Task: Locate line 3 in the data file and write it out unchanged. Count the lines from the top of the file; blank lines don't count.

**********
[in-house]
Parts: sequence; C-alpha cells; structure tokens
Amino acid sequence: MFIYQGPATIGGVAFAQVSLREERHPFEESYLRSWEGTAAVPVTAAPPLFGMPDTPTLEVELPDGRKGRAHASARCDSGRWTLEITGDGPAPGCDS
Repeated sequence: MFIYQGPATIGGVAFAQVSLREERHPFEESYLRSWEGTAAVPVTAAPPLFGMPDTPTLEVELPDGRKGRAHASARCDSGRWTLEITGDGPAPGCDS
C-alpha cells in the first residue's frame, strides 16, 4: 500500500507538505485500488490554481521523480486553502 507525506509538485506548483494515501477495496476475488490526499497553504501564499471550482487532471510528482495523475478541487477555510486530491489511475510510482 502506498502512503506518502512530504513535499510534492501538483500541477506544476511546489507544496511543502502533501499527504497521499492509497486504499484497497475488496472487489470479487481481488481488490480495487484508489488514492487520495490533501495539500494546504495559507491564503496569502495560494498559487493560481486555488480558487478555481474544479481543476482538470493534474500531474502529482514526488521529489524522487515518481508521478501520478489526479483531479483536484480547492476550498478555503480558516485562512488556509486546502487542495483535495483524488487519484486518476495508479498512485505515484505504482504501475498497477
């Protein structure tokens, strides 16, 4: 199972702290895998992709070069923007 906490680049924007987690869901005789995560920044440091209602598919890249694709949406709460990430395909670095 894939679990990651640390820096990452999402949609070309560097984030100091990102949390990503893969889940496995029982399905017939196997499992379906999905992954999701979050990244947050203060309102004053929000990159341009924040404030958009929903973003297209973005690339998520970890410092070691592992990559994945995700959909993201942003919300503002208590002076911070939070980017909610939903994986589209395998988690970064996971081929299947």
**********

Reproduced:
Amino acid sequence: MFIYQGPATIGGVAFAQVSLREERHPFEESYLRSWEGTAAVPVTAAPPLFGMPDTPTLEVELPDGRKGRAHASARCDSGRWTLEITGDGPAPGCDS